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Encyclopedia > Radio direction finder

A radio direction finder, or RDF, is a device for finding the direction to a radio source. Due to radio's ability to travel very long distances "over the horizon", it makes a particularly good navigation system for ships and aircraft that might be flying at long distances from land. There are several traditions of navigation. ...


How it works

RDF's work by pointing a directional antenna in "various directions" and then listening for the direction in which the signal from a known station came through most strongly. This sort of system was widely used in the 1930s and 1940s. RDF antennas are particularly easy to spot on German World War II aircraft, as loops under the rear section of the fuselage, whereas most US aircraft enclosed the antenna in a small teardrop-shaped fairing. A yagi antenna Most simply, an antenna is an electronic component designed to send or receive radio waves. ... // Events and trends The 1930s were spent struggling for a solution to the global depression. ... // Events and trends The 1940s were dominated by World War II, the most destructive armed conflict in history. ... World War II was a truly global conflict with many facets: immense human sacrifice, fierce indoctrinations, and the use of new, extremely devastating weapons—the atom bomb being the ultimate. ... Wikiquote has a collection of quotations by or about: United States Wikinews has a related story: United States United States government CIA World Factbook Entry for United States House. ...


In more recent times the task of finding the signal has been automated in the automatic direction finder, or ADF. In this system the antenna consists of a small cylinder of wire, a solenoid that is highly directional, which is spun by a motor. The electronics listen either for the repeated "peak" in the signal, or just as commonly, the "trough" when the signal drops to zero when the antenna is at right angles to the signal. A small lamp attached to a disk is timed to spin at the same speed as the antenna, so when the peak or trough is detected the lamp flashes briefly. To the human eye it appears to be a single spot of light on top of a compass rose. In engineering, a solenoid is a mechanical device that converts energy into linear motion. ... A compass rose is a figure displaying the orientation of the cardinal directions, north, south, east and west on a map. ...


Usage in Navigation

Signals are provided in the form of radio beacons, the radio version of a lighthouse. The signal is typically a simple AM broadcast of a morse code series of letters, which the RDF can tune in to see if the beacon is "on the air". Most modern detectors can also tune in any commercial radio stations, which is particularly useful due to their high power and location near major cities. The Peggys Point lighthouse in Nova Scotia, Canada An aid for navigation and pilotage at sea, a lighthouse is a tower building or framework sending out light from a system of lamps and lenses or, in older times, from a fire. ... Amplitude modulation (AM) is a form of modulation in which the amplitude of a carrier wave is varied in direct proportion to that of a modulating signal. ... Morse code is a system of representing letters, numbers and punctuation marks by means of a code signal sent intermittently. ...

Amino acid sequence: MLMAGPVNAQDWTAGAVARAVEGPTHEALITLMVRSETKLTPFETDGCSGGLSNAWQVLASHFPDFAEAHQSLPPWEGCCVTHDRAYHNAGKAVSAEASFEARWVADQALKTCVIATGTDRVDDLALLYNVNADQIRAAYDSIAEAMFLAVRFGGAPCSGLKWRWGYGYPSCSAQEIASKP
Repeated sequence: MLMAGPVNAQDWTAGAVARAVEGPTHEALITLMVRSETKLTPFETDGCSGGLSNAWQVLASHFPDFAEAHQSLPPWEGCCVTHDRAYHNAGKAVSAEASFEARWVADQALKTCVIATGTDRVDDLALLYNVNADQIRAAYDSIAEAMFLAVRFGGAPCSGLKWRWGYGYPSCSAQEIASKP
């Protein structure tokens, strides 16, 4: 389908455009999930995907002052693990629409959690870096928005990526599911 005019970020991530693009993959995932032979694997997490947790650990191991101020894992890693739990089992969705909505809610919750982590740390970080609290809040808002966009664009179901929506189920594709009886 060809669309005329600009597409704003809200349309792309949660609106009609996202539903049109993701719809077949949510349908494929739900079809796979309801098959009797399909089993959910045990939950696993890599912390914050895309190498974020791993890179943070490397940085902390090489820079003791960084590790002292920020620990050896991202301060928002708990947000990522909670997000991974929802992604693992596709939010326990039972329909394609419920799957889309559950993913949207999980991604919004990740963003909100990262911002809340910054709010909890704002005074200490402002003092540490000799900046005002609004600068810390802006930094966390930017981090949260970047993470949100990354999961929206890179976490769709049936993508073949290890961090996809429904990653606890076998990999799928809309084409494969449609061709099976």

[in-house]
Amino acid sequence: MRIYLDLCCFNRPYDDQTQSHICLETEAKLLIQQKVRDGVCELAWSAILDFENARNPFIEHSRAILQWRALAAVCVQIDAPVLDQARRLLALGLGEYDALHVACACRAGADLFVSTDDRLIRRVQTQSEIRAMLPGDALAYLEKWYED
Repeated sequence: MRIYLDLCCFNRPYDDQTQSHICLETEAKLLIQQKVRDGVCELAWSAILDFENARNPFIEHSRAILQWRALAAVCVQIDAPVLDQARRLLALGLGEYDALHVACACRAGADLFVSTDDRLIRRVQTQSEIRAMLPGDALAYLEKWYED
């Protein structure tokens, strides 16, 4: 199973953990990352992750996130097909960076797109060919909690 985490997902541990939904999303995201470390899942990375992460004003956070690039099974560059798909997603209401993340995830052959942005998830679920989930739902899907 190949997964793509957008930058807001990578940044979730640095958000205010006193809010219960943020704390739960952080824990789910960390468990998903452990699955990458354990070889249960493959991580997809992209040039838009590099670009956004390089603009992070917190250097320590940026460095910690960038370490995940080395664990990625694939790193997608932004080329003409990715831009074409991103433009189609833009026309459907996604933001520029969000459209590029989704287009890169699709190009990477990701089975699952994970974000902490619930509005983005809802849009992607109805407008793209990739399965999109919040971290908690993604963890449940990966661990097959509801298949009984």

RDF was once the primary form of aircraft navigation, and strings of beacons were used to form "airways" from airport to airport. In the 1950s these systems were generally being replaced by the VOR system, in which the angle to the beacon can be measured from the signal itself, with no moving parts. Since the signal being broadcast in the RDF system is non-directional, these older beacons were referred to as non-directional beacons, or NDB in the aviation world. In Norse Mythology Vor is a goddess of the Aesir. ... A Non-directional Beacon, or NDB, is a radio broadcast station in a known location, used as a navigational aid by aircraft pilots. ...


Today all such systems are being generally removed in favour of the much more accurate and user-friendly GPS system. However the low cost of ADF systems today has meant something of a comeback, whereas the expensive VOR systems will likely all be switched off before 2010. Over fifty GPS satellites such as this NAVSTAR have been launched since 1978. ... 2010 is a common year starting on Friday of the Gregorian calendar. ...


See also:

radio navigation
VOR

  Results from FactBites:
 
Radio direction finder - Wikipedia, the free encyclopedia (478 words)
RDF's work by pointing a directional antenna in "various directions" and then listening for the direction in which the signal from a known station came through most strongly.
RDF antennas are particularly easy to spot on German World War II aircraft, as loops under the rear section of the fuselage, whereas most US aircraft enclosed the antenna in a small teardrop-shaped fairing.
RDF was once the primary form of aircraft navigation, and strings of beacons were used to form "airways" from airport to airport.
Radio Direction Finder - Wikipedia (382 words)
Een Radio Direction Finder of afgekort RDF (Nederlandse term: radiorichtingzoeker) is een apparaat waarmee de richting van de bron van een radiosignaal kan worden bepaald.
RDF's werken door een richtingsgevoelige antenne in diverse richtingen te laten wijzen, en dan te bepalen uit welke richting het radiosignaal het sterkst wordt ontvangen.
RDF's kunnen op twee manieren worden gebruikt: voor plaatsbepaling van de gebruiker, of voor plaatsbepaling van een ander doel dan de gebruiker zelf.
  More results at FactBites »

 
 

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